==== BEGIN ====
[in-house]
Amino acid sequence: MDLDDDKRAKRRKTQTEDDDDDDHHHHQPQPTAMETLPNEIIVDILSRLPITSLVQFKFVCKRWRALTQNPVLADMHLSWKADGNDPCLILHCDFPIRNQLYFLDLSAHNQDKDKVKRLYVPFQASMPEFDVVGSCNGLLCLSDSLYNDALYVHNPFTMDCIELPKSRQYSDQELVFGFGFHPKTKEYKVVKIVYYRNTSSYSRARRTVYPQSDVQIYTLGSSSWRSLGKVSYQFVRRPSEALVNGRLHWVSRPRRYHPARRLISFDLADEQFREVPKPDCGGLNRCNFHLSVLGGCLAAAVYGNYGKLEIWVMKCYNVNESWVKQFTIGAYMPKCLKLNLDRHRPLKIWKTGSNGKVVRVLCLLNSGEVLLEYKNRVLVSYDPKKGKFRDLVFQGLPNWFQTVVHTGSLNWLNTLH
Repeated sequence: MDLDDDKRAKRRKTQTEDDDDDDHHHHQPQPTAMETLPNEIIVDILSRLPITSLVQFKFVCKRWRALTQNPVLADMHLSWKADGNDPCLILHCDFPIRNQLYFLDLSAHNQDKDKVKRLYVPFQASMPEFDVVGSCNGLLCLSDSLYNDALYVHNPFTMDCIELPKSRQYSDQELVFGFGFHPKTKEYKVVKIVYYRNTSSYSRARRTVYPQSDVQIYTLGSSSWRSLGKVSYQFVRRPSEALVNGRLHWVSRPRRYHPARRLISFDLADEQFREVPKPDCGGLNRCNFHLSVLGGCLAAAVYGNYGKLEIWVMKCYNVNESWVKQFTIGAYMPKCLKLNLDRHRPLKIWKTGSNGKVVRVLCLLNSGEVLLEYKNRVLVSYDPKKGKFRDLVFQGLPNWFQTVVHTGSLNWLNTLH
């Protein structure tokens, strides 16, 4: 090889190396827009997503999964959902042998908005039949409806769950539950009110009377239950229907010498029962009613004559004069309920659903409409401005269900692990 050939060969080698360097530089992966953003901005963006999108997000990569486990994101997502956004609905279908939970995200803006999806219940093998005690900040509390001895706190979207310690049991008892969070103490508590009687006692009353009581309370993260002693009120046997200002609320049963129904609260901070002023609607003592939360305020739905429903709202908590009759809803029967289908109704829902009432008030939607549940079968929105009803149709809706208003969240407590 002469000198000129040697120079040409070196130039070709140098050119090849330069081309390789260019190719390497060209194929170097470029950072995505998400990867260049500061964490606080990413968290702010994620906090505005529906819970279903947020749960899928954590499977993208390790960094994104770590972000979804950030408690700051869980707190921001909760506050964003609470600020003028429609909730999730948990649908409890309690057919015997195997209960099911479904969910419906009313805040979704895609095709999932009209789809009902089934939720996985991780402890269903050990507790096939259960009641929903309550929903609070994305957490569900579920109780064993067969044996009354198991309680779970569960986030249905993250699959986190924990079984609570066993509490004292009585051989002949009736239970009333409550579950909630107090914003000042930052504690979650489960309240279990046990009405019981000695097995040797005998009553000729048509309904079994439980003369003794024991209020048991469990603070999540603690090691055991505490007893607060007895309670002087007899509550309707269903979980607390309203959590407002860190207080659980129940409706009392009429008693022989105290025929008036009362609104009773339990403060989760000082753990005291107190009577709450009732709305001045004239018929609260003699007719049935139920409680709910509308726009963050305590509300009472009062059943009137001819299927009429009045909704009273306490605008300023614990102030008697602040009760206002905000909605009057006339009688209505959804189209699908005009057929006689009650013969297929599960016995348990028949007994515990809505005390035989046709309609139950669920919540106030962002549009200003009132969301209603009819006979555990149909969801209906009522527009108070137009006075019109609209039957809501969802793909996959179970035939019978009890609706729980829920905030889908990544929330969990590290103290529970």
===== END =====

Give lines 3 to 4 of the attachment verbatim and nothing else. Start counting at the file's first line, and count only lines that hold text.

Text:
Repeated sequence: MDLDDDKRAKRRKTQTEDDDDDDHHHHQPQPTAMETLPNEIIVDILSRLPITSLVQFKFVCKRWRALTQNPVLADMHLSWKADGNDPCLILHCDFPIRNQLYFLDLSAHNQDKDKVKRLYVPFQASMPEFDVVGSCNGLLCLSDSLYNDALYVHNPFTMDCIELPKSRQYSDQELVFGFGFHPKTKEYKVVKIVYYRNTSSYSRARRTVYPQSDVQIYTLGSSSWRSLGKVSYQFVRRPSEALVNGRLHWVSRPRRYHPARRLISFDLADEQFREVPKPDCGGLNRCNFHLSVLGGCLAAAVYGNYGKLEIWVMKCYNVNESWVKQFTIGAYMPKCLKLNLDRHRPLKIWKTGSNGKVVRVLCLLNSGEVLLEYKNRVLVSYDPKKGKFRDLVFQGLPNWFQTVVHTGSLNWLNTLH
């Protein structure tokens, strides 16, 4: 090889190396827009997503999964959902042998908005039949409806769950539950009110009377239950229907010498029962009613004559004069309920659903409409401005269900692990 050939060969080698360097530089992966953003901005963006999108997000990569486990994101997502956004609905279908939970995200803006999806219940093998005690900040509390001895706190979207310690049991008892969070103490508590009687006692009353009581309370993260002693009120046997200002609320049963129904609260901070002023609607003592939360305020739905429903709202908590009759809803029967289908109704829902009432008030939607549940079968929105009803149709809706208003969240407590 002469000198000129040697120079040409070196130039070709140098050119090849330069081309390789260019190719390497060209194929170097470029950072995505998400990867260049500061964490606080990413968290702010994620906090505005529906819970279903947020749960899928954590499977993208390790960094994104770590972000979804950030408690700051869980707190921001909760506050964003609470600020003028429609909730999730948990649908409890309690057919015997195997209960099911479904969910419906009313805040979704895609095709999932009209789809009902089934939720996985991780402890269903050990507790096939259960009641929903309550929903609070994305957490569900579920109780064993067969044996009354198991309680779970569960986030249905993250699959986190924990079984609570066993509490004292009585051989002949009736239970009333409550579950909630107090914003000042930052504690979650489960309240279990046990009405019981000695097995040797005998009553000729048509309904079994439980003369003794024991209020048991469990603070999540603690090691055991505490007893607060007895309670002087007899509550309707269903979980607390309203959590407002860190207080659980129940409706009392009429008693022989105290025929008036009362609104009773339990403060989760000082753990005291107190009577709450009732709305001045004239018929609260003699007719049935139920409680709910509308726009963050305590509300009472009062059943009137001819299927009429009045909704009273306490605008300023614990102030008697602040009760206002905000909605009057006339009688209505959804189209699908005009057929006689009650013969297929599960016995348990028949007994515990809505005390035989046709309609139950669920919540106030962002549009200003009132969301209603009819006979555990149909969801209906009522527009108070137009006075019109609209039957809501969802793909996959179970035939019978009890609706729980829920905030889908990544929330969990590290103290529970």